HALIFAX -- Health officials in Nova Scotia are reporting no new COVID-19 cases on Monday, with the total number of active cases in the province dropping to 15.

“Another day where no new cases have been identified is a step in the right direction,” said Dr. Robert Strang, Nova Scotia’s chief medical officer of health.

“I worry that people will see no new cases and think they no longer need to follow the public health measures. Let’s work to keep our numbers low by remaining vigilant - wear a mask, limit social contacts, practice social distancing, adhere to the gathering limit, stay home if you feel unwell and wash your hands.”

According to the province's online dashboard, four of the previously reported cases are now considered resolved. 

“Coming out of a weekend with just one new case is something all Nova Scotians can be proud of,” said Premier Stephen McNeil. “I thank everyone for their work in keeping our case numbers low. We can keep them low if we continue following all the public health protocols.”


Beginning Monday, Nova Scotia has eased some restrictions for sports, arts, and culture organizations.

Those changes include:

  • sports teams can start playing games, but spectators are not permitted and there can be no games or tournaments involving teams that would not regularly play against each other
  • non-team sports can also resume competition, but without spectators and only among competitors who would regularly compete against each other
  • the limit for sports practices, training, and games, and arts and culture rehearsals and classes will return to 50
  • arts and culture performances can only be virtual and cannot have in-person spectators

Also beginning Monday, residents of adult service centres and regional rehabilitation centres can resume community visits for work and volunteering. They can now meet in groups of up to 25 with physical distancing, instead of 10.

Other provincewide public health restrictions will continue until 11:59 p.m. on Feb. 7. Those include:

  • gathering limit of 10, both in your home and in the community
  • restaurants and licensed establishments stop service by 10 p.m. and close by 11 p.m.
  • retail businesses and malls operate at 50 per cent capacity
  • fitness facilities operate at 50 per cent capacity and have three metres between people for high-intensity activities, including indoor and outdoor fitness classes
  • social events, festivals, special events, arts and cultural events and sports events are not permitted
  • faith gatherings, wedding ceremonies and funeral services can have 150 people outdoors or 50 per cent of an indoor venue's capacity, to a maximum of 100
  • wedding receptions and funeral receptions and visitation are not permitted


The Nova Scotia Health Authority’s labs completed 837 tests on Sunday.

Since Oct. 1, Nova Scotia has completed 152,410 tests. There have been 482 positive COVID-19 cases and no deaths. Cases have ranged in age from under 10 to over 70. Four hundred and sixty-seven cases are now resolved.

Nova Scotia case count Monday

Since the pandemic began, Nova Scotia has completed 275,588 tests. Cumulatively, there have been 1,571 confirmed cases of COVID-19, with 1,491 cases considered recovered.

The province has reported 65 COVID-19 related deaths since the pandemic began, with an average age of 80-years-old.

Nova Scotia death count Monday

There is currently no one in hospital due to COVID-19.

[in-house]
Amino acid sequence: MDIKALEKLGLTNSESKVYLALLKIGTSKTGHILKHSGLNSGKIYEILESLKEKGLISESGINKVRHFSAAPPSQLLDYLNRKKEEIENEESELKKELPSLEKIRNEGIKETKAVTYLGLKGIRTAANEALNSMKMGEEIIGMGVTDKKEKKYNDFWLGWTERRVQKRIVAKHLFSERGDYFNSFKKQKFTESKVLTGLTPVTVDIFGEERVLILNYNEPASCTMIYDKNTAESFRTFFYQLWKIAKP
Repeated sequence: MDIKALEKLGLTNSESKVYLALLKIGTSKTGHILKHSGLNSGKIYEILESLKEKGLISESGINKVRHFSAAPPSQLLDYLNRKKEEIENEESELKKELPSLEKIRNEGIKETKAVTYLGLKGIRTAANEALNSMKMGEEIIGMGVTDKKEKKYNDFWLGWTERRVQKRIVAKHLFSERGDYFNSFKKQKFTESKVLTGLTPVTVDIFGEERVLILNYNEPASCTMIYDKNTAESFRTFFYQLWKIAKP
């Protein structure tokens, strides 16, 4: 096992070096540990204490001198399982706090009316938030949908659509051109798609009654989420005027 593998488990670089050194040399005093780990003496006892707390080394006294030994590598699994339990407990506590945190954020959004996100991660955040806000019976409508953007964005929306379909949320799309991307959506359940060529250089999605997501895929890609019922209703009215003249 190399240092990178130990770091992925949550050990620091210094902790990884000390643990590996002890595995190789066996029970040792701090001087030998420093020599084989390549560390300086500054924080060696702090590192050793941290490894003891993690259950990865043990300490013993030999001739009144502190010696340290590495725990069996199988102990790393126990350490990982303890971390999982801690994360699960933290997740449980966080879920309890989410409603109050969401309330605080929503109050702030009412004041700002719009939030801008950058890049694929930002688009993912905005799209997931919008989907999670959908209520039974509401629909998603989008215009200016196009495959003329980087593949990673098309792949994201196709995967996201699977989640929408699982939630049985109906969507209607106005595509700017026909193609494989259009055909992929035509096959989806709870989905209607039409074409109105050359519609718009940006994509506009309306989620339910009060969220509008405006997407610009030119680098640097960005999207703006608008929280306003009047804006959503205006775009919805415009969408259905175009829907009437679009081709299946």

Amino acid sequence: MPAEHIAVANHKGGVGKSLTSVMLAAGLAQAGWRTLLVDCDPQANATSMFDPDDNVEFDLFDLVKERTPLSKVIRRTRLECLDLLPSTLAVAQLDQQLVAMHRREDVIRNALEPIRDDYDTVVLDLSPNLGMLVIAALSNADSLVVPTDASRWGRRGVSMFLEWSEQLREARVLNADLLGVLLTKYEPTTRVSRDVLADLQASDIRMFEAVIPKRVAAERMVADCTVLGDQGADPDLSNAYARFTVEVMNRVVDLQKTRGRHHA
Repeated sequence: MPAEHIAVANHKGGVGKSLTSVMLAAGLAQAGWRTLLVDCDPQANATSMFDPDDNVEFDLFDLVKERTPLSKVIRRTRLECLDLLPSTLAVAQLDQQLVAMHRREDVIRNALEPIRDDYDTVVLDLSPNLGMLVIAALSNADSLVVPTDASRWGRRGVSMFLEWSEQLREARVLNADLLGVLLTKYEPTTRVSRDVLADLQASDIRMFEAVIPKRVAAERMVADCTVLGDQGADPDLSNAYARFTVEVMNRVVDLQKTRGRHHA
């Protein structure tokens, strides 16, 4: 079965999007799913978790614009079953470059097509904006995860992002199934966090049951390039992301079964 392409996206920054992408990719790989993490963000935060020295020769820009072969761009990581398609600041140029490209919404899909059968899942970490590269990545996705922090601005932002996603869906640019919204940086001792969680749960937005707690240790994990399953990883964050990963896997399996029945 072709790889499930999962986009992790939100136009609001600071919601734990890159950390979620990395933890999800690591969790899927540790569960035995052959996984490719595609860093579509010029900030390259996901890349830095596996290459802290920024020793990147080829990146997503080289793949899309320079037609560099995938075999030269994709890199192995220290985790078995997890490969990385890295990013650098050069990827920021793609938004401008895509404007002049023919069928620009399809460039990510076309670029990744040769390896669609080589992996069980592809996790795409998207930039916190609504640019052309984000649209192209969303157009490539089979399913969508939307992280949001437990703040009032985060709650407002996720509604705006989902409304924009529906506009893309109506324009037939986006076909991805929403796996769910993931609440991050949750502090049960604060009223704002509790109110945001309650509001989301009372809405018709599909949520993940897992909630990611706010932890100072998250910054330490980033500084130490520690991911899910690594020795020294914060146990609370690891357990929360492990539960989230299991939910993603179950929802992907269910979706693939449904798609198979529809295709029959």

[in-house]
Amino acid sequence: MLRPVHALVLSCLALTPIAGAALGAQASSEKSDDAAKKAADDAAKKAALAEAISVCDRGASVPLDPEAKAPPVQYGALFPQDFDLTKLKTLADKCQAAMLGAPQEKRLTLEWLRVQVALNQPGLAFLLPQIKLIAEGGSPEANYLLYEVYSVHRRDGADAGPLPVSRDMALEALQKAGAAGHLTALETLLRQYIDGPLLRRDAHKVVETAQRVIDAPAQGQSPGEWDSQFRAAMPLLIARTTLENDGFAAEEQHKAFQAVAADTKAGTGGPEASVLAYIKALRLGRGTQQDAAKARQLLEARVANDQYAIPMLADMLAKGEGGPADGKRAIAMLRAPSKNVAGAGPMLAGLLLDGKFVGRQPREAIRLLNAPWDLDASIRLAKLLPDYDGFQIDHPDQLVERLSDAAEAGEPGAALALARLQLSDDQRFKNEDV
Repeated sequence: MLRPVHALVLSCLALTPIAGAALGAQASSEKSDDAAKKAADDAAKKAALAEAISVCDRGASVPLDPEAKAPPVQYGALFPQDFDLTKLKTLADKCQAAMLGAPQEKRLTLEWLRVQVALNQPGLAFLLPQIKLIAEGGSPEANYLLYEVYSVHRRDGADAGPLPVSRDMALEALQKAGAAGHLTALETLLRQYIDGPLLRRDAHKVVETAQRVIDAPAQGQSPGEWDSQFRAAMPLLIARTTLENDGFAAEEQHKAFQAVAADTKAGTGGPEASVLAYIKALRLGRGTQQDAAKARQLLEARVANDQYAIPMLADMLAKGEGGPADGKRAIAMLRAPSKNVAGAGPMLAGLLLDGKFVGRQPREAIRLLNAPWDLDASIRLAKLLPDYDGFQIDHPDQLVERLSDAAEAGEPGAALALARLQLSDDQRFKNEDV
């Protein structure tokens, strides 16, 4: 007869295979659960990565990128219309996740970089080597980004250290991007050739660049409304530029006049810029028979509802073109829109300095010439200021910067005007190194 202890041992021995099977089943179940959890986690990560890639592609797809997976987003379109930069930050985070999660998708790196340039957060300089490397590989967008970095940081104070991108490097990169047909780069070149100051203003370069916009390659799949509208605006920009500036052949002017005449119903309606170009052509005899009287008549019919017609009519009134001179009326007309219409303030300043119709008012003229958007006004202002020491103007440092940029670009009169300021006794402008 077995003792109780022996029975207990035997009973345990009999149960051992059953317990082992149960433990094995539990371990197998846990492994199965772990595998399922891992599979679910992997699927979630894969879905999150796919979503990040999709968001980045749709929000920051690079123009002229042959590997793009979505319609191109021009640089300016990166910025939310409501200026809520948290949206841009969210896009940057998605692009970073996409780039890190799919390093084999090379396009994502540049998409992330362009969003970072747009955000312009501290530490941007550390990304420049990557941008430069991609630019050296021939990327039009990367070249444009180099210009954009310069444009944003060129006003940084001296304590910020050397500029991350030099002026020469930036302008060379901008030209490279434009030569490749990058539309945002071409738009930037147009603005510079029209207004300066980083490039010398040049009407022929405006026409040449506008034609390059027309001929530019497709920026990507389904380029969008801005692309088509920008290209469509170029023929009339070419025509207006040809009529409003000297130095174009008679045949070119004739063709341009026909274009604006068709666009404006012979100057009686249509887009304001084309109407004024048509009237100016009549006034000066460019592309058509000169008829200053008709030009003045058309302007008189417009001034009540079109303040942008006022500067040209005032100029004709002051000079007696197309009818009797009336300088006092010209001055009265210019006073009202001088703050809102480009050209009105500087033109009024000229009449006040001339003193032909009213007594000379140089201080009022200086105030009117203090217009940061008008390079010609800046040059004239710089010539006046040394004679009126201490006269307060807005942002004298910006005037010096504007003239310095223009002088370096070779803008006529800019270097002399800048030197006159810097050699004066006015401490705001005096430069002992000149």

Since the beginning of the pandemic, the province’s confirmed cases range in age from under 10 to over 90.

Fifty-five per cent of cases are female, and 45 per cent are male.

There are cases confirmed across the province, but most have been identified in the Central Zone, which contains the Halifax Regional Municipality.

The provincial government says cumulative cases by zone may change as data is updated in Panorama, the province’s electronic information system.

The numbers reflect where a person lives and not where their sample was collected.

  • Western Zone: 92 cases (1 active cases)
  • Central Zone: 1276 cases (6 active cases)
  • Northern Zone: 127 cases (5 active cases)
  • Eastern Zone: 76 cases (3 active cases)


Nova Scotia's COVID-19 online dashboard now provides an update on the amount of vaccines that have been administered to date.

As of Sunday, 11,083 doses of COVID-19 vaccines have been administered so far, with 2,708 Nova Scotians having received a second dose.

Officials say they will focus on vaccine delivery to health-care workers directly involved in the COVID-19 response, as well as staff, residents and designated caregivers in long-term care and residential care facilities.

The province also plans to launch prototype clinics to help prepare to deliver and administer large quantities of the vaccine as supply increases.

Those include community clinics for those aged 80 and over and clinics in First Nation and African Nova Scotian communities delivered by physicians and pharmacists.


Any post-secondary students returning to Nova Scotia are required to self-isolate for 14-days upon arrival. Government officials are also strongly encouraging them to get tested halfway through that isolation period, either on day 6, 7 or 8.

COVID-19 tests for post-secondary students can be pre-booked online three days in advance.


Canada’s COVID-19 Alert app is available in Nova Scotia.

The app, which can be downloaded through the Apple App Store or Google Play, notifies users if they may have been exposed to someone who has tested positive for COVID-19.


Anyone who experiences a fever or new or worsening cough, or two or more of the following new or worsening symptoms, is encouraged to take an online test or call 811 to determine if they need to be tested for COVID-19:

  • Sore throat
  • Headache
  • Shortness of breath
  • Runny nose/nasal congestion